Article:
Russia Wins World Ice Fishing Championship
The 2013 World Ice Fishing Championships, held Feb. 16-17 on Big Eau Pleine Reservoir near Wausau, Wisconsin, pitted 11 nations in heated battle, with pride of country and medals on the line. International ice fishing competition is contested under strict and detailed rules–two days, three hours each day. Teams fish separate zones for the first two days. Sectors are marked using ropes and cones, each 400 feet by 200 feet. Five ‘fishers’ form the lineup of each nation, with one randomly assigned to each of the five sectors. In other words, you have no teammates inside your sector. Each fisher is granted a spotter, who must stand outside the sector but can talk and give direction. Coaches are allowed to walk the neutral zones between sectors, but cannot enter the sector. They are allowed to talk with their fishers and coach them during the competition. After the ice chips settled on Day Two, Russia had won the team gold with 42 points (low score wins). Finland won silver with 48.5 points, and Lithuania bronze with 49 points. Team USA, favored to win a medal going in, had a tough first day, rebounded well on Day Two, but finished just out of a medal in fourth place, with 51 points. American Chad Schaub had the biggest catch of the competition on Day Two and soared into third place to win an individual bronze medal. Fighting back tears at the weigh-in and having difficulty talking, he mainly expressed disappointment that the Americans missed a team medal so narrowly, but was obviously thrilled to be taking home a medal to Michigan. All in all, it was not what Team USA had drawn up, but there was great pride that they won Day Two handily over every other country. “I thought the team performed almost flawlessly today,” remarked coach Brian Gabor immediately after the horn sounded, ending the event. “There were a few tactical things, but everybody did the game plan, and the game plan worked.” Team USA trials set for early March: open trials are being held in a few weeks, to select the 10 members of 2014 Team USA Ice Fishing. The trials are March 8-10, 2013, near Rhinelander, WI. Team USA will be traveling to compete in the World Championships next February in Belarus. For more information and to register to compete, go to
Two members of Team Russia settle in to watch American Billy Whiteside practice on Friday, the final day of preparations before competition began Saturday morning. The Russians wound up winning team gold.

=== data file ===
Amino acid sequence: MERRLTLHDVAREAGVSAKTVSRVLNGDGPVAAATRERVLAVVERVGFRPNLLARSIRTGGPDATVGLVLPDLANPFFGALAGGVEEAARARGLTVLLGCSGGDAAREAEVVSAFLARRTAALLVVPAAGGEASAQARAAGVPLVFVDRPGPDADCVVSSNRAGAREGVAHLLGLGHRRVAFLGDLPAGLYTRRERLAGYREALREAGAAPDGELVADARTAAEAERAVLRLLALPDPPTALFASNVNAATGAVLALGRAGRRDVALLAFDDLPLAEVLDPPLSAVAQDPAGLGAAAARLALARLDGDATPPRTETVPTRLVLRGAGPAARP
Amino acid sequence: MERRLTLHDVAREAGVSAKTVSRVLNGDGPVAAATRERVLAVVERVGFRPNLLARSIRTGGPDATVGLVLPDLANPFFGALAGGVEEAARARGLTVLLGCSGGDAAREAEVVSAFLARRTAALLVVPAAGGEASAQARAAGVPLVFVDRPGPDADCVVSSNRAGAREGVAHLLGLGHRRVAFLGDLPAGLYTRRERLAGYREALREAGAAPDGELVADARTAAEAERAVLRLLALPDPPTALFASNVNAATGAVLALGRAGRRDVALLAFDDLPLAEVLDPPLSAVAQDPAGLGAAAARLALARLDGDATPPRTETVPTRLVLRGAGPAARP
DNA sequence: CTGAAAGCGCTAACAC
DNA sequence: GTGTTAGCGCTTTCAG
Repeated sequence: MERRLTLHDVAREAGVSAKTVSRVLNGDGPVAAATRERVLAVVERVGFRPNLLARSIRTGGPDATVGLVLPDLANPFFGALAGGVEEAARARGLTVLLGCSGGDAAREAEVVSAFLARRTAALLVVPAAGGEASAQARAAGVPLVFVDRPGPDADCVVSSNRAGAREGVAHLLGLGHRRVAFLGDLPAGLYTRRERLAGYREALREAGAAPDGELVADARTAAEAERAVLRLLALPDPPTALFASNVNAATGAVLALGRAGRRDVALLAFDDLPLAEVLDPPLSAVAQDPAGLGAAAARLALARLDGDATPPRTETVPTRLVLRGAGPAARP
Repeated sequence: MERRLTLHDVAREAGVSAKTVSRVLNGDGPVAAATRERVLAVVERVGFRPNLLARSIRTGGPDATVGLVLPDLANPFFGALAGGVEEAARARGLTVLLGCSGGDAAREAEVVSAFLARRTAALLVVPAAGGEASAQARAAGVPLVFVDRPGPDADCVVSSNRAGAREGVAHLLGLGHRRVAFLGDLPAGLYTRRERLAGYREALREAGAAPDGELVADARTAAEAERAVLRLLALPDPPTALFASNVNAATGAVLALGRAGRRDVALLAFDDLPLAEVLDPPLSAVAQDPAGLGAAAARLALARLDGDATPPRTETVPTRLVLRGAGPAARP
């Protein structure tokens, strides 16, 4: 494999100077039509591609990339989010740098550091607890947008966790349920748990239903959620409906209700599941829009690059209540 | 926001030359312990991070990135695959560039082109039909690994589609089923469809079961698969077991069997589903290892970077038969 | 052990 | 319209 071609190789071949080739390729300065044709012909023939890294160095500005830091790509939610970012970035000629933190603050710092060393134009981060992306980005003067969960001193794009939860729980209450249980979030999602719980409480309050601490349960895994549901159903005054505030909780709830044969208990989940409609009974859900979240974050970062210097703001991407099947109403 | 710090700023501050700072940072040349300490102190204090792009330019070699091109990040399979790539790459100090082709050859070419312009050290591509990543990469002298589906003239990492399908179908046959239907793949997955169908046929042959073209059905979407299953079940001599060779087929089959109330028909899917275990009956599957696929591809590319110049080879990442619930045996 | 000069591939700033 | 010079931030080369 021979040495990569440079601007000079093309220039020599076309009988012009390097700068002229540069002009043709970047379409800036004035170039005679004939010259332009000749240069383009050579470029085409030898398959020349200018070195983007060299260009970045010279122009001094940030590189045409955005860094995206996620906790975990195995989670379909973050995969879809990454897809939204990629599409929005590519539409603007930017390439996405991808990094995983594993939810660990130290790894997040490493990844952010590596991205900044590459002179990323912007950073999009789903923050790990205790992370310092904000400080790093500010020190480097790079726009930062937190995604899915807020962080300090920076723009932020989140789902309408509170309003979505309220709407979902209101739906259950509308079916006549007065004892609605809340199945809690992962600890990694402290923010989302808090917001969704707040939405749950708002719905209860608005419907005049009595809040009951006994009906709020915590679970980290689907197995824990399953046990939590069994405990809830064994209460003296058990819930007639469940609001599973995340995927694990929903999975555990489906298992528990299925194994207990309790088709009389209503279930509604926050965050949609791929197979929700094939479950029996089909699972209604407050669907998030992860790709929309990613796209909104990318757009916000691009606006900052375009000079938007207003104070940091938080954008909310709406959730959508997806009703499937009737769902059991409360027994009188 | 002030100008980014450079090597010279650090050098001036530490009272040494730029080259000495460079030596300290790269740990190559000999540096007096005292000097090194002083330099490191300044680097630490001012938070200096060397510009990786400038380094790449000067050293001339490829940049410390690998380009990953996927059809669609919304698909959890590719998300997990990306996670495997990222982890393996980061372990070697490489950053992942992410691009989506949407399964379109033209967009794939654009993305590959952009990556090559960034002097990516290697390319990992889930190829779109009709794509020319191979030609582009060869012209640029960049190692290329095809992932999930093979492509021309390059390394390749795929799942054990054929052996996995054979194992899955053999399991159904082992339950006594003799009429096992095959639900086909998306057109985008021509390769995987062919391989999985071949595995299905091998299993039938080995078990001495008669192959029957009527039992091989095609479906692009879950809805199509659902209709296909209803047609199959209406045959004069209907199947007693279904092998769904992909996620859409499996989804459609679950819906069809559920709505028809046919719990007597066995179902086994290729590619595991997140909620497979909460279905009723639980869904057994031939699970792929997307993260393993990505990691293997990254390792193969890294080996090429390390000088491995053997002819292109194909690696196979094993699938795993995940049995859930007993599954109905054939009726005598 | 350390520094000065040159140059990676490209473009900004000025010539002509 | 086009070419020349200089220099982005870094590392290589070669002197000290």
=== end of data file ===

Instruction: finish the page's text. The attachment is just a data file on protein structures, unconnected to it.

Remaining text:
At the opening ceremonies in the Plaza hotel in Wausau, a group of Native American dancers performed for the assembled nations.
Team USA’s Michael Thompson (left) listens as co-captain Myron Gilbert (center) describes how he wants Thompson to help him when Day One unfolds. Thompson, who fished and fished well on Day Two, was Gilbert’s spotter on Day One. Team USA’s Glenn Delorme listens in.
American coach Brian Gaber (far right) talks strategy with Myron Gilbert (lower left) during a final team meeting Friday night. Clockwise from upper left, Michael Thompson, Jeff Kelm, Billy Whiteside, Chad Schaub and Juan Arellano (back of head).
The best competitive ice anglers in the world get their game faces on, as one of two buses fill up before leaving for Big Eau Pleine Reservoir on Saturday morning, first day of the world championships. Team USA co-captain Mike Boedeker is at lower left.
Japan’s Kouichi Ogasawara shows an official one of his bait containers prior to the competition. All containers, which must adhere to strict regulations, are inspected.
The march of nations onto the ice prior to Day One. The designated fisher report to one of five sectors, then wait for a horn that indicates it’s five minutes to start, at which point only the fishers may enter the sector. There is typically a mad rush for prime real estate, as anglers are allowed to place their nation’s flag on the ice, securing a spot five meters in circumference, but must wait until a second horn sounds, indicating the start of competition, before drilling a hole.
“Okay, on two, gentlemen, USA!” yells co-captain Myron Gilbert (far right). “You know what this means to me, and I know what it means to you, too,” he said to them. We don’t give anything up, and we fish right to the end.”
A russian filmmaker trains his camera on the Americans (upper left). Visible Team USA members, clockwise from left: Glenn Delorme, Chad Schaub, Michael Thompson. At upper right is Sean Warner, Team USA’s International Delegate.
Team Ukraine’s Dmytro Korzenkov casts a large shadow as he waits for the competition to begin. No one is allowed inside the sectors until exactly five minutes before the starting horn sounds.
Let the drilling begin! Instantly, when the opening horn sounds, augers are flying. Competitors are allowed to place their country’s flag on the ice beginning five minutes before the opening horn, claiming the spot. Team USA’s Mike Boedeker (second from left, in blue) despite being 63 years old, is one of the fastest drillers in the world and a former individual gold medalist. To Boedeker’s right are Ukraine’s Dmytro Korzenkov, Russian Alexey Zhelezkin and Finland’s Petri Ahola.